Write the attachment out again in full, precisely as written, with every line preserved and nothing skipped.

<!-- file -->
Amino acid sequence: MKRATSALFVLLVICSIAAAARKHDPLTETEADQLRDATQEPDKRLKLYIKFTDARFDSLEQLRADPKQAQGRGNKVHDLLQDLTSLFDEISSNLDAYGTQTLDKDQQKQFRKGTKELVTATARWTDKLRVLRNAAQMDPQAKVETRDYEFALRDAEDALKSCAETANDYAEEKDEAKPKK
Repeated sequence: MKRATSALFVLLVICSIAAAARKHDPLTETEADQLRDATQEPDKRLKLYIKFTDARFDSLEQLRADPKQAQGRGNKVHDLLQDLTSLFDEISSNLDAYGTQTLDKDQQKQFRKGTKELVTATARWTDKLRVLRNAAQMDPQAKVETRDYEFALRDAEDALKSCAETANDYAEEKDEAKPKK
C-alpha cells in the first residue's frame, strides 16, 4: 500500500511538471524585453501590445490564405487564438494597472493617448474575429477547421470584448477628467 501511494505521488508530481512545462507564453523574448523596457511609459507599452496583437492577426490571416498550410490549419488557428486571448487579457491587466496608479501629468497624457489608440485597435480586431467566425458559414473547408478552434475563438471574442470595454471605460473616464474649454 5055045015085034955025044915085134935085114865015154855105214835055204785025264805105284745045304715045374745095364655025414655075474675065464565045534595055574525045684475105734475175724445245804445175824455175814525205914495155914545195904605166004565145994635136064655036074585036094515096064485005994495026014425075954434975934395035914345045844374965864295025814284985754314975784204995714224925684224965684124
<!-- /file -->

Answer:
Amino acid sequence: MKRATSALFVLLVICSIAAAARKHDPLTETEADQLRDATQEPDKRLKLYIKFTDARFDSLEQLRADPKQAQGRGNKVHDLLQDLTSLFDEISSNLDAYGTQTLDKDQQKQFRKGTKELVTATARWTDKLRVLRNAAQMDPQAKVETRDYEFALRDAEDALKSCAETANDYAEEKDEAKPKK
Repeated sequence: MKRATSALFVLLVICSIAAAARKHDPLTETEADQLRDATQEPDKRLKLYIKFTDARFDSLEQLRADPKQAQGRGNKVHDLLQDLTSLFDEISSNLDAYGTQTLDKDQQKQFRKGTKELVTATARWTDKLRVLRNAAQMDPQAKVETRDYEFALRDAEDALKSCAETANDYAEEKDEAKPKK
C-alpha cells in the first residue's frame, strides 16, 4: 500500500511538471524585453501590445490564405487564438494597472493617448474575429477547421470584448477628467 501511494505521488508530481512545462507564453523574448523596457511609459507599452496583437492577426490571416498550410490549419488557428486571448487579457491587466496608479501629468497624457489608440485597435480586431467566425458559414473547408478552434475563438471574442470595454471605460473616464474649454 5055045015085034955025044915085134935085114865015154855105214835055204785025264805105284745045304715045374745095364655025414655075474675065464565045534595055574525045684475105734475175724445245804445175824455175814525205914495155914545195904605166004565145994635136064655036074585036094515096064485005994495026014425075954434975934395035914345045844374965864295025814284985754314975784204995714224925684224965684124